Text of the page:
AN OPEN LETTER TO PARENTS AND TO MECHANCHIM/CHOS:
I was walking home from work in Crown Heights the other day behind 4 yingelach. One of them took a snack out of his bag and threw the bag on the ground.
I told him gently to pick it up. He apologized to me for what he had done, so I tried as gently as I could, to explain to him and to his chums why this action was a Chilul Hashem (our non-Jewish neighbors were in view).
He responded that they didn’t see it.
I replied that Hashem saw it.
His friends thought that the comment was funny and proceeded to mimic me as I walked in front of them.
Kids are kids, and kids can be insensitive, but that is not the issue that concerns me. What pains me is that these children had no inkling of what precious souls they are and as such, they have the potential to be a light unto the nations.
I wondered, should I speak to their parents, as I recognized two of them? Should I call their school? I don’t want them punished. I want them to be reached. I want them to understand how special they are and that they have to understand why proper behavior is so important.
I ran into a Rebbi from their Yeshiva and we had a conversation. I related what troubled me and we agreed that only through demonstrating our love and respect for our kids/students, can we be successful in reaching them.
Mussar/threats of punishment and intimidation don’t work. I did speak to one of the parents of one of the little boys and she related that the kids are often threatened with punishment when they don’t toe the line…
Teachers, Rebbis, Mechanchos: with all of the kinuses that you are holding, don’t you get the message?
The streets are filled with kids “off the derech.”
Kids who will tell you if you take the time to speak to them respectfully, that they were taunted, or were subject to the following statements: “You will never amount to anything,” or “You will have to prove yourself” (uttered in public in front of other kids/teachers).
They have been subjected to taunts about their appearance by other kids, if they were not dressed in the latest fashions, so as this mother explained to me, kids develop a macho attitude in order to defend themselves and they will demonstrate it when they feel threatened by an authority figure.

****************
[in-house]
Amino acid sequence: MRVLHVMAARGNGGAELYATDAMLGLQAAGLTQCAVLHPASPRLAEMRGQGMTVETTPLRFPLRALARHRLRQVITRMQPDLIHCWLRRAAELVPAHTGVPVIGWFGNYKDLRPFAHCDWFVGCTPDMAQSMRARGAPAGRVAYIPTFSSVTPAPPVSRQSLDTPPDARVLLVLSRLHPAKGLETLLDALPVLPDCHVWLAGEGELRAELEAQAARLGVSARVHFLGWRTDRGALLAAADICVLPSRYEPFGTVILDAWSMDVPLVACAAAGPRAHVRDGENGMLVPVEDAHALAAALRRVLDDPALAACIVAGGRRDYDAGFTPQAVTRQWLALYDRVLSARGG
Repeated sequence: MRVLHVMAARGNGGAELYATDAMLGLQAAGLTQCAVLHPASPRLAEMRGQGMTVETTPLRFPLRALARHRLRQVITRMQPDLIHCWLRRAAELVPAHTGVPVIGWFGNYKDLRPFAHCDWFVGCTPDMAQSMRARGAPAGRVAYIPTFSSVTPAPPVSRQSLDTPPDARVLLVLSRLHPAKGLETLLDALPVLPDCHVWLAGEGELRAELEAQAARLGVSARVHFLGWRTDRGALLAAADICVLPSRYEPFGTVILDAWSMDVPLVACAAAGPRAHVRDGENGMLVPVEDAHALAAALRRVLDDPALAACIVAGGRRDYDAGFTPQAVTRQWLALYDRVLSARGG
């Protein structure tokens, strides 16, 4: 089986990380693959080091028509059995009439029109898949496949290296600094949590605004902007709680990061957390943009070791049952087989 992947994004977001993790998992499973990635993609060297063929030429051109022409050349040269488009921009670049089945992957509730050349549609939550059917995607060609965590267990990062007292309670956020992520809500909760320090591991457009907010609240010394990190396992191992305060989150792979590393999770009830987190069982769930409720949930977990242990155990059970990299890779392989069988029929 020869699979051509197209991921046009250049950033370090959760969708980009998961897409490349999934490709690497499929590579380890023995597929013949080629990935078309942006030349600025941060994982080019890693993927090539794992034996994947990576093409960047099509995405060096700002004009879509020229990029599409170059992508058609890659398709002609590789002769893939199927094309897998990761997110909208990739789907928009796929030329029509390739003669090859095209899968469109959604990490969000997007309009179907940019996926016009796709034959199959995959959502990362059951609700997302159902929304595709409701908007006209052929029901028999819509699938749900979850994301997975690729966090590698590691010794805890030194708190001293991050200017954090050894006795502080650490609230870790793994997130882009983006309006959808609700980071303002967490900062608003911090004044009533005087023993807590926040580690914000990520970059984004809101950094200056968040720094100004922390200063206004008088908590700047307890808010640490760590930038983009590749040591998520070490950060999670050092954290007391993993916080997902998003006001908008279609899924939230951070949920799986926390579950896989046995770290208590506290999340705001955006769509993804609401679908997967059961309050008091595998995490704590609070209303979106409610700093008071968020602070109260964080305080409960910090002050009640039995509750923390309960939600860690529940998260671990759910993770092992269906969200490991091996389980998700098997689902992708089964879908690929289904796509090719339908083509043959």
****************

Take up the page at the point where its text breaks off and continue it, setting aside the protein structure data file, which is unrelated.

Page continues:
I understand all of that, but the question remains: How do we reach our kids? How do we show them how precious they are to us and to Hashem, if we fail to show them how much they mean to us?
Are we dugma chayas in our behavior 24/7? Or do we teach them from 9-4 only as a means of making a living until something more lucrative comes along?
Kids are too smart not to sense that they are merely being tolerated.
What about our appearance? Do we dress properly at all times, or do the ladies exchange their sheitels for tichels when we walk on the Avenue?
Do we keep confidences if a child chooses to open up about a pressing problem or is a child’s concern fodder for office gossip? I still remember calling a school and being put on hold, but the button didn’t hold and I heard everything. When I suggested that the hold button be fixed in order to preserve confidentiality, I was told: “It’s okay, it’s only you!”
Mosdos that help needy members of the community: Do you keep your information confidential so your “clients” can walk with their heads held high? Are clients requesting assistance left waiting out in the hallway with the door closed in their face, while their case is being accessed?
The Rebbe had assured us that we are the last generation of Golus and the first generation of the Geula. Yet we are still here in Golus. The Rebbe told us that he has done all he can to bring Moshiach and he wondered out loud if 3 people, or 10 people have gotten the message? The Rebbe put the inyan in our hands.
As Mayor Koch was fond of saying: “How are (we) doing?”
The message is clear and we have our work cut out for us….We have to treat each other with respect, we have to reach out to our children who will lead with Moshiach Tdikeiynu Teykef U’Miyad Mamosh!